A seemingly straightforward enforcement action by the Commodities Futures Trading Commission (CFTC) has attracted the attention of US regulators, large digital asset industry players and the crypto industry in general for its potential wide-reaching implications for DAO governance.

The CFTC pushed back on various amicus briefs filed by top industry participants in the digital asset space regarding the Ooki DAO enforcement action. The amicus briefs voiced concerns about the CFTC’s ongoing suit against the Ooki DAO; the suit is the first attempt to hold token holders of a decentralized autonomous organization (DAO) personally liable for the actions of the DAO merely by the holder’s participation in governance of the DAO.

On September 22, 2022, the CFTC settled charges against blockchain protocol and company bZeroX, LLC (bZeroX), along with its founders, for illegally offering leveraged and margined retail commodity transactions in digital assets, engaging in activities only registered futures commission merchants can perform, and failing to adopt a customer identification program as part of a Bank Secrecy Act compliance program. bZeroX claimed prior to the settlement it transferred control of the bZx protocol to bZx DAO (now renamed Ooki DAO).

The CFTC also brought suit against Ooki DAO as the successor with the same founders implementing the same bZeroX protocol (now renamed the Ooki protocol). The CFTC contended that the Ooki DAO was essentially the same organization as bZeroX even though it was operated as a DAO, and filed an enforcement action for the same violations.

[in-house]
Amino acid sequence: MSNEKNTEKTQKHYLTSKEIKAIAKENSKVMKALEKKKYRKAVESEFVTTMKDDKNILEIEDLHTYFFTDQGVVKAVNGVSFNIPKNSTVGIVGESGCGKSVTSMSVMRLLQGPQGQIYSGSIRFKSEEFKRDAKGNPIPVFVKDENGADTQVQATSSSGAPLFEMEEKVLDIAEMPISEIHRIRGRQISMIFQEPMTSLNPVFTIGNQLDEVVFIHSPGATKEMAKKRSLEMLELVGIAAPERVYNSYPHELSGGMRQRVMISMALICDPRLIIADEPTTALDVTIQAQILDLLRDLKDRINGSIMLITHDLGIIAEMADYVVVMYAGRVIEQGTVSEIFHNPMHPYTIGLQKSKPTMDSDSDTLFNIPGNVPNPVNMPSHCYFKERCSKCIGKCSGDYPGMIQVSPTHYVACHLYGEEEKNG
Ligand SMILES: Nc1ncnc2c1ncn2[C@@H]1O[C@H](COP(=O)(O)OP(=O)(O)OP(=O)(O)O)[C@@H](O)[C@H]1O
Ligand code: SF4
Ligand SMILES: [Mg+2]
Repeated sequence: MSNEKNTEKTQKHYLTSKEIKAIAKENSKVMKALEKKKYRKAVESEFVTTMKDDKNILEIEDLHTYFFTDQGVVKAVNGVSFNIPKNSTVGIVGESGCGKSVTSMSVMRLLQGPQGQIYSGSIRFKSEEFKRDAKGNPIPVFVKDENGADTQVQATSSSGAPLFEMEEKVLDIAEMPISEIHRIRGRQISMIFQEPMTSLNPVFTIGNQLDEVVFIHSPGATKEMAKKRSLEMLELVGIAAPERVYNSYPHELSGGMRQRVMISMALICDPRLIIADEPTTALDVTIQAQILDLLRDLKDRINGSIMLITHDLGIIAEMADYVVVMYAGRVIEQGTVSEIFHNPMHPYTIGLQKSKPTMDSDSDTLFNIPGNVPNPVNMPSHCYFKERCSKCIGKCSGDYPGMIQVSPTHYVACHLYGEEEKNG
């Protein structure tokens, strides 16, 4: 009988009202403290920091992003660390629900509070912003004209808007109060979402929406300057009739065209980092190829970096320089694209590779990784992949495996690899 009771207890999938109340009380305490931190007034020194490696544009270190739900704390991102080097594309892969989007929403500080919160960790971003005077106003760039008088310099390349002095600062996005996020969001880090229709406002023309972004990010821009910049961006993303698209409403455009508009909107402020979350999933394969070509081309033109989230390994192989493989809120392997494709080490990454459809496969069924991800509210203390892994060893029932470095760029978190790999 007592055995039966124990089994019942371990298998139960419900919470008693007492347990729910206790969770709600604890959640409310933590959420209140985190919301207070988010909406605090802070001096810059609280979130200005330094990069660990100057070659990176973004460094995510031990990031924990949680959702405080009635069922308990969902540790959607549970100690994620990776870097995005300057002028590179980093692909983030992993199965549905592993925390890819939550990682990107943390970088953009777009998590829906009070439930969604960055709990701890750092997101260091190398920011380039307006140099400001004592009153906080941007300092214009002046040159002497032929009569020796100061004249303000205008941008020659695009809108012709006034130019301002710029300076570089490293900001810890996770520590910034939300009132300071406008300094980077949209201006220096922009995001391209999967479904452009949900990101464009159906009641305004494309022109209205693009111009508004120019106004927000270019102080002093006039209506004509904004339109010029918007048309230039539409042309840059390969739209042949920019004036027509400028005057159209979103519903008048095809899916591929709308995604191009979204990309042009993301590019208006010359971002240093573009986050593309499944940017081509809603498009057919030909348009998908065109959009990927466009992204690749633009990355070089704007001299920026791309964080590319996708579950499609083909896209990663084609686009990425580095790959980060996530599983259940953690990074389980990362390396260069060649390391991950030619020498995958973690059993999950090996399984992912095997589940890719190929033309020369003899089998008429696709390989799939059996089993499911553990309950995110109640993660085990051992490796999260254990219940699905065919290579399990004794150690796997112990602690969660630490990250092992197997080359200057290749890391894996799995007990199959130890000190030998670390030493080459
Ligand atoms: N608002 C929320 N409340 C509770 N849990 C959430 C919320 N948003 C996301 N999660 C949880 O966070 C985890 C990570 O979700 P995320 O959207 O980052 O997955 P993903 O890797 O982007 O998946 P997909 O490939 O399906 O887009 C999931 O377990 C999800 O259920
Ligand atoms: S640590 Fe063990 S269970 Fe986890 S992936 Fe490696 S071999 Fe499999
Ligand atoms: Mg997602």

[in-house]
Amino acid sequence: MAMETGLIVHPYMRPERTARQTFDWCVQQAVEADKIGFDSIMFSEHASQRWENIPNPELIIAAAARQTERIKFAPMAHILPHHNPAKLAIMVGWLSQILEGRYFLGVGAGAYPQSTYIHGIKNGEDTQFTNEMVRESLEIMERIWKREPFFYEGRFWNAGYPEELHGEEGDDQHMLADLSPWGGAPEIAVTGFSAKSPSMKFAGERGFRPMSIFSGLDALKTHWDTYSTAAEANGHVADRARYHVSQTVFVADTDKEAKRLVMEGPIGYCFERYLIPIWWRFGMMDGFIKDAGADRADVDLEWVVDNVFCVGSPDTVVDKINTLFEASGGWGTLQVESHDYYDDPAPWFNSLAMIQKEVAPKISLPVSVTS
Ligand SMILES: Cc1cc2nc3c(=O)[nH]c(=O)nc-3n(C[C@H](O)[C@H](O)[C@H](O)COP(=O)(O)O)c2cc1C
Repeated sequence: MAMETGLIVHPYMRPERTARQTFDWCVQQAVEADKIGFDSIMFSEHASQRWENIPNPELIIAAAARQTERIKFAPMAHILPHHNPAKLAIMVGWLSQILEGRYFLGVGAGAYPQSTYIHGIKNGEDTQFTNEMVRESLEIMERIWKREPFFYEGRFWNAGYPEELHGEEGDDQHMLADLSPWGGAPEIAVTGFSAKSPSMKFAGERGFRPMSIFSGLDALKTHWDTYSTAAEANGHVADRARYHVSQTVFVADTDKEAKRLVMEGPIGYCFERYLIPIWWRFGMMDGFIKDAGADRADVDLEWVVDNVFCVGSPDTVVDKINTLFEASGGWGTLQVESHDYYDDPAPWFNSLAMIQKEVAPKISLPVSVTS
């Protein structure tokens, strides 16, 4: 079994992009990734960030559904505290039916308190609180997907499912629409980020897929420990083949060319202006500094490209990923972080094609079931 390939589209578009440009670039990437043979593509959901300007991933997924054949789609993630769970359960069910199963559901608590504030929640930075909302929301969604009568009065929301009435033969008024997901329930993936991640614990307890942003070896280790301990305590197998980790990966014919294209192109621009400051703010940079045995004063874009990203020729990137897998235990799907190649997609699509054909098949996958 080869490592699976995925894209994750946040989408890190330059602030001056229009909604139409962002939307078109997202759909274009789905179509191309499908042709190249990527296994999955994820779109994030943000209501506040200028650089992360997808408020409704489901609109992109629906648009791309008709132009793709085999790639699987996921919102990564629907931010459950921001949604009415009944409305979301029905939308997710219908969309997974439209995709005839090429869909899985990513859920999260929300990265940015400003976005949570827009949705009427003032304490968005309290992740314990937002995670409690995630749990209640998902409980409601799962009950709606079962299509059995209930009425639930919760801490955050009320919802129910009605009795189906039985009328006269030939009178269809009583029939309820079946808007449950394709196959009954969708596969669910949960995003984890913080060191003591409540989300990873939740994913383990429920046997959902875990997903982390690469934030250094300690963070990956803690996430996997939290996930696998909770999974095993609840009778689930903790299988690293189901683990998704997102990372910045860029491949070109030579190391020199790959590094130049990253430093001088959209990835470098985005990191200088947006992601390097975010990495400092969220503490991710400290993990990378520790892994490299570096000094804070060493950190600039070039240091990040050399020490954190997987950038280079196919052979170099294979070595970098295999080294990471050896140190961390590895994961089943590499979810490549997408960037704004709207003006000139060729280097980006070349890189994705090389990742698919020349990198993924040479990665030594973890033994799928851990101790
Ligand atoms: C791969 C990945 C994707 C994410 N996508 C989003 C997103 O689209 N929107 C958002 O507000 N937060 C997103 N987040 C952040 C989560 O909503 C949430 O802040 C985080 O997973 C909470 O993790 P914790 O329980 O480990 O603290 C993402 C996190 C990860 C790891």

The CFTC, citing extensive caselaw in its Order, finds that the Ooki DAO meets the federal definition of an “unincorporated association” because it is (i) a voluntary group of persons, (ii) without a charter, (iii) formed by mutual consent, (iv) for the purpose of promoting a common objective. Therefore, it argues, since members of an unincorporated association can be held personally liable for the actions of an association, certain token holders of the Ooki DAO can be held personally liable for actions of the DAO. Those token holders include “those authorized to work on behalf of the Ooki DAO [including its] members, officers, employees, and agents.”

The CFTC further took a stance with respect to voting governance token holders – a first among financial regulators – effectively categorizing token holders into two different categories: passive token holders and active voting token holders. Industry members, along with CFTC Commissioner Mersinger, dissented to this arguably aggressive stance and argued the CFTC is attempting to create a legal theory that would hold all active governance token holders liable for the actions of the DAO. In practice, this would mean any token holder that votes – whether that is a material governance issue or a small administrative issue – would be at risk of being held liable for all actions of the DAO, while those who hold tokens but choose not to vote could potentially avoid liability. As Commissioner Mersinger highlighted, this approach is “arbitrary and unfair” and would disincentivize participation in DAO governance – “particularly for those who may want to vote in a manner that effectuates change to comply with the law.”

Interestingly, the CFTC motion pointed out that the DAO chose not to wrap itself in a corporate structure. While multiple states have attempted to set up LLC-like frameworks to recognize a DAO as a proper corporate entity, these frameworks raise even further questions (See our article regarding the Wyoming DAO law here.) It is also an open question whether, if the Ooki DAO had wrapped itself in a corporate structure, the CFTC still would have attempted to pierce the corporate veil and hold the members liable.